The AHFC board voted unanimously to fund six affordable developments ranging from a senior living complex to residential developments. The funding comes from the city's 2018 housing bonds and Housing Trust Fund.
Guadalupe Neighborhood Development Corp. projects
The AHFC approved more than $4.5 million for two projects from the Guadalupe Neighborhood Development Corp. nonprofit Nov. 18.
The first, La Vista de Lopez, is a residential home on East Ninth Street overlooking I-35 that will be converted into a 27-unit affordable rental complex for seniors. Eight units will be available at 30% of the local median family income, or MFI, and the remaining 19 will be available at 50% MFI.
The Austin area's MFI for a family of four is $98,900 as of 2021, and $69,300 for an individual.
GNDC Executive Director Mark Rogers said the "remarkable" La Vista de Lopez project was made possible by the desires of its namesake and former owner Elena Lopez, and her family, to see the property used for affordable housing. Before approving the project funding, District 3 Council Member Pio Renteria also commended the Lopezes for making the project possible.
“I want to express my sincere thanks to the Lopez family. ... It’s unheard of in this city where people actually will donate their property to a nonprofit," Renteria said.
The GNDC's second funded item is an expansion of the Guadalupe-Saldana Net-Zero Subdivision, a multipart development that has gradually progressed over the past decade-plus on a former East Austin brownfield site. Rogers said the nonprofit's goal for the project is to offer sustainable housing with homes that produce about as much energy as they use.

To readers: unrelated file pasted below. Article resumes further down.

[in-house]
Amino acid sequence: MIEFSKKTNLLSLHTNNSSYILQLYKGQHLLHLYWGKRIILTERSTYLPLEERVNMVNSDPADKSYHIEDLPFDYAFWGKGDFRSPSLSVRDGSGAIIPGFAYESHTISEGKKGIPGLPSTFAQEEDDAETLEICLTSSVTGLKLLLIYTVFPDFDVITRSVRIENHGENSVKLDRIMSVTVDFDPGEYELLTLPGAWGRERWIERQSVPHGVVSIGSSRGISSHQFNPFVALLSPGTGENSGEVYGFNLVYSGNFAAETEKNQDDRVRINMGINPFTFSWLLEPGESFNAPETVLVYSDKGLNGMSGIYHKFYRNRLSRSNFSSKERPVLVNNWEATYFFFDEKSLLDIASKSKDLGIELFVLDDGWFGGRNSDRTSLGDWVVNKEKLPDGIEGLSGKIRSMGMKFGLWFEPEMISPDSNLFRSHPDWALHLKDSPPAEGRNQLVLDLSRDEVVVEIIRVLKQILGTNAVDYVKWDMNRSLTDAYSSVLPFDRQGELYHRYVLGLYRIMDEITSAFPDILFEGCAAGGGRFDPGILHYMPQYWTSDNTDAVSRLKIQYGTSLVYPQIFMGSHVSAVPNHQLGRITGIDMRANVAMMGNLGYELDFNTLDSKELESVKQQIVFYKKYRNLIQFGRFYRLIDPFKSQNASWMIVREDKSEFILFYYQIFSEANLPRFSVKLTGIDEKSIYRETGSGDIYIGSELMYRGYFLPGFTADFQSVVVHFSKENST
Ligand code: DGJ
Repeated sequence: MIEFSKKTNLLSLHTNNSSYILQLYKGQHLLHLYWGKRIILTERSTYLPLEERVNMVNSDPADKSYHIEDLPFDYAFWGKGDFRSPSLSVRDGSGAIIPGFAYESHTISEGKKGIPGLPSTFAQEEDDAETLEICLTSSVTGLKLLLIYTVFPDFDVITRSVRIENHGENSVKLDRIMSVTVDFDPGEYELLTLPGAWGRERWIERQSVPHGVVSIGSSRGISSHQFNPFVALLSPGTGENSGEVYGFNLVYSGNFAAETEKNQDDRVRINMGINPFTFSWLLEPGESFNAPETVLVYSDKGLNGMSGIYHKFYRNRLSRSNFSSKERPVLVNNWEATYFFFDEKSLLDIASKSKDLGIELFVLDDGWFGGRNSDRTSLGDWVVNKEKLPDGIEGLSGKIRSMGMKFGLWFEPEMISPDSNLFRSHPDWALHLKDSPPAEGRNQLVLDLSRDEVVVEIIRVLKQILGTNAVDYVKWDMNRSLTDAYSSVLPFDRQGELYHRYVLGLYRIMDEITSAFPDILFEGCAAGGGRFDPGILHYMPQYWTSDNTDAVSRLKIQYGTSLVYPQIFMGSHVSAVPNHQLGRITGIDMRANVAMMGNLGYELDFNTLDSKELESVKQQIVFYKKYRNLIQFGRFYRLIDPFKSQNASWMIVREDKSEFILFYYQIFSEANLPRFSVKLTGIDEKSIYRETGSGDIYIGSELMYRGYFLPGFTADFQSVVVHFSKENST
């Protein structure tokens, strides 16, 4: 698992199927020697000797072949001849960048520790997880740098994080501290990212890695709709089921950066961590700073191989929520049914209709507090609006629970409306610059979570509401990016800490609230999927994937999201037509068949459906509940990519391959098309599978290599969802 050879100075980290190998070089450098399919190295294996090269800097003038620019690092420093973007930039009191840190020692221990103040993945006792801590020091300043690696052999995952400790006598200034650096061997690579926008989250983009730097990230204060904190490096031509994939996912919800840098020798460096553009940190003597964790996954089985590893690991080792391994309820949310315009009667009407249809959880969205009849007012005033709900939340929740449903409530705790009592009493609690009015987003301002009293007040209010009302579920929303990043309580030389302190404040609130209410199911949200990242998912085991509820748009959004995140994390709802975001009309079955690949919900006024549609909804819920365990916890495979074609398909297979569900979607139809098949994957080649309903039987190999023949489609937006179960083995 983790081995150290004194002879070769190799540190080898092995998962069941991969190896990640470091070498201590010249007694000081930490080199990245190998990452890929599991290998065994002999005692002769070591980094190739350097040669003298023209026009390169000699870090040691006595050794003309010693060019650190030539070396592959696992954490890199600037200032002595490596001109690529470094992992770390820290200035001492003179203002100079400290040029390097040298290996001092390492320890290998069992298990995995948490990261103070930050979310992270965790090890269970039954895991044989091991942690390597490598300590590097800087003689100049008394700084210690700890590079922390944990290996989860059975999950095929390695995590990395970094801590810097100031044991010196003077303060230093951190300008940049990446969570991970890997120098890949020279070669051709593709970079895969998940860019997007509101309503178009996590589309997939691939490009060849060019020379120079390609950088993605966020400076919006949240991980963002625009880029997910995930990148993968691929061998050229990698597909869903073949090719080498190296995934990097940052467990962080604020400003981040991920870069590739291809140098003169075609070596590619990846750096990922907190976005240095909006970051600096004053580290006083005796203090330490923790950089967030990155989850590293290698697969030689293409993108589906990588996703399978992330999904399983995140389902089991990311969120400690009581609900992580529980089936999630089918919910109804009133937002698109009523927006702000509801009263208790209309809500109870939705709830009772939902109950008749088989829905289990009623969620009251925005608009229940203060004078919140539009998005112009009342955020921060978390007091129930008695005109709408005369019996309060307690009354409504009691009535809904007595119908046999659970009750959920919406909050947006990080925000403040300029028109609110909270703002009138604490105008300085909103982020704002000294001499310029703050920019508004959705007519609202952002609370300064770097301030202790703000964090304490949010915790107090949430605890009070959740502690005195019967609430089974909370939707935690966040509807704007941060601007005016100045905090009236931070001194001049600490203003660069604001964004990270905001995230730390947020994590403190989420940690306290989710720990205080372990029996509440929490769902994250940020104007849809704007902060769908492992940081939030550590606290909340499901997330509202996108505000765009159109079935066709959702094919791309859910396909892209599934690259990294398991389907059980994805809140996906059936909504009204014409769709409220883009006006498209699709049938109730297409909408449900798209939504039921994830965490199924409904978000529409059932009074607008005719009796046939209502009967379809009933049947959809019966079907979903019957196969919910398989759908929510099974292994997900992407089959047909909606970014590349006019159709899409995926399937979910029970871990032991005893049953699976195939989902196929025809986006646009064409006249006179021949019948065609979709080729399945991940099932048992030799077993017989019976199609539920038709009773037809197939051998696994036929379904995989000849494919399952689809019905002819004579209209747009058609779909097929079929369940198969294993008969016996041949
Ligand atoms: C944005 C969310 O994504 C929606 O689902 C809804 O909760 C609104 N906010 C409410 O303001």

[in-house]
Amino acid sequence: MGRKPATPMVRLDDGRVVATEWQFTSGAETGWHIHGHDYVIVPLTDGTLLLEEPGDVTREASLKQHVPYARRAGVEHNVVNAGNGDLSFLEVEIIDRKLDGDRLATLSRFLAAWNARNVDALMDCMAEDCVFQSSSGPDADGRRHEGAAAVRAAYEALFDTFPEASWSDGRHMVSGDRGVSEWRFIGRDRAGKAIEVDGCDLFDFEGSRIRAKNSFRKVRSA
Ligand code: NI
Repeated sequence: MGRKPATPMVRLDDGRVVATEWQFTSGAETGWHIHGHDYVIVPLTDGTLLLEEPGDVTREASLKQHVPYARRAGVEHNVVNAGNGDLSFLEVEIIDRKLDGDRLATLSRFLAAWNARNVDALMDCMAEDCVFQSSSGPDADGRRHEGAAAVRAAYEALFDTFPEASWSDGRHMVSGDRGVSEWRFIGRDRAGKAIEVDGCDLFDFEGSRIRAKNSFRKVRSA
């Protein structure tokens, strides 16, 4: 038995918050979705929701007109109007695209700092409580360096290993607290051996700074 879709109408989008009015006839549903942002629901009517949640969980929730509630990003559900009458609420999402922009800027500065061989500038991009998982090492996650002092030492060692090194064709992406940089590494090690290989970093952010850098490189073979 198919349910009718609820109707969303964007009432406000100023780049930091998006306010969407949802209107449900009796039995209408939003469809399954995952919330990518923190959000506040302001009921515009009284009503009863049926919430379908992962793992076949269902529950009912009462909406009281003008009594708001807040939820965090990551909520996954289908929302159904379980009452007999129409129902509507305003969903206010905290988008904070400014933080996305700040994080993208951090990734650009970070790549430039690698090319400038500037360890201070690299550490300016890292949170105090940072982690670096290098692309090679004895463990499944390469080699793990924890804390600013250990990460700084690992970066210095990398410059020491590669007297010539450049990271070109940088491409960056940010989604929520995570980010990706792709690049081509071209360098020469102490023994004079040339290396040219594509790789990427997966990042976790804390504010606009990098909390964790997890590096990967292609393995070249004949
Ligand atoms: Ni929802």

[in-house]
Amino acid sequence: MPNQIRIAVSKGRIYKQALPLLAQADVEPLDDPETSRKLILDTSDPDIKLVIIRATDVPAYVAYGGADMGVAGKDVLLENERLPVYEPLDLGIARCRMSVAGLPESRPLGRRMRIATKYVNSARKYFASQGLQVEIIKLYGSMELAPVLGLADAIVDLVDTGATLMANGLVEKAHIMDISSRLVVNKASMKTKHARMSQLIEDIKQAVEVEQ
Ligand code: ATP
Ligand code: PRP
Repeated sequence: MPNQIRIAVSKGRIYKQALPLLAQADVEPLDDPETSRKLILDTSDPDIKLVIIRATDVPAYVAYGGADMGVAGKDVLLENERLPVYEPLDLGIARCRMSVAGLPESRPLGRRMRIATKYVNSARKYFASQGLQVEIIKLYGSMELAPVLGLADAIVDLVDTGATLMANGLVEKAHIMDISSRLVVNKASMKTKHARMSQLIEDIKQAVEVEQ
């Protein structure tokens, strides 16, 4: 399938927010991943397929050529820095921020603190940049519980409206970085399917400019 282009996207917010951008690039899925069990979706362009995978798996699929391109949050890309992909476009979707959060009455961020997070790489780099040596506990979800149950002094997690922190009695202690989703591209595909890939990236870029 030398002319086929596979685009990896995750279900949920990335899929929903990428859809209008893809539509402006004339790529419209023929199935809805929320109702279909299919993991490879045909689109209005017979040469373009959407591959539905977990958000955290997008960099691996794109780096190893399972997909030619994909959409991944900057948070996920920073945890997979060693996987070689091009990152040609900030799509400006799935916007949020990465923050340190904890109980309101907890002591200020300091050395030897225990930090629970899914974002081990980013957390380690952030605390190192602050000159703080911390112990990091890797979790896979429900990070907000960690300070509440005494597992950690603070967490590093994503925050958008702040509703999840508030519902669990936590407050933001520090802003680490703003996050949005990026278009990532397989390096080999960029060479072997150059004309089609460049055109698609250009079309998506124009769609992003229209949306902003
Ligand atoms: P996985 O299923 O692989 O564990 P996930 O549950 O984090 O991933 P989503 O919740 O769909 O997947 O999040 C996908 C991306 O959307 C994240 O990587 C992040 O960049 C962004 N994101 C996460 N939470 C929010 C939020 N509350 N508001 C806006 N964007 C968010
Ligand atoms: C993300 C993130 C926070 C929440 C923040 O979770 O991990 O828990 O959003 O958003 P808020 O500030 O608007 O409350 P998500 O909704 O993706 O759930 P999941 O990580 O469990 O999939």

Rogers called the subdivision "an island of affordability within an ocean of gentrification." The neighborhood already features several new townhomes as well as old residences relocated from Rainey Street, and Rogers said it grants longtime East Austin residents a way to remain in their neighborhood at a low cost.
"We’re going in for the funds basically to finish turning a former unregistered dump site into one of the most environmentally-friendly anti-displacement home ownership projects and rental projects, I think, in the city of Austin," Rogers said. "I don’t think you’re going to find anything like it ... in the state of Texas."
The funding approved Nov. 18 will support the construction of 51 new homes in the subdivision, including 13 available at 60% MFI and 38 at 80% MFI.
Housing for the homeless
Redfield 34, a 33-unit continuum of care project for people experiencing or exiting homelessness, received more than $2.8 million from the AHFC. The project from RGTP Real Estate will see an existing multifamily complex in North Central Austin redeveloped for homeless housing and services.
District 4 Council Member Greg Casar highlighted the project and its place in Austin's overall homelessness strategy during the AHFC session, citing the hundreds of permanent supportive housing spaces council has backed in the past two years.
“This shift goes to show that we, I think as an entire council, as an entire dais, are doing something very different," he said.
Other projects funded by the AHFC Nov. 18 include several South Austin ownership communities: the 126-home Persimmon at Meadow Lake, the 74-condominium 7038 South Congress and the 88-home Canopy at Westgate Grove II. All will feature multi-bedroom homes or condominiums available at 80% MFI.
Austin Habitat for Humanity is working on both the Persimmon and Canopy projects. Mary Campana, the organization's chief development officer, cited the Persimmon community as one of Habitat's most notable projects in the city aimed at providing affordable spaces for families.
"This is going to be Austin Habitat’s largest development to date, and we are thrilled to be able provide a multifamily homeownership community to help address the affordable housing crisis in Austin," Campana said in an email.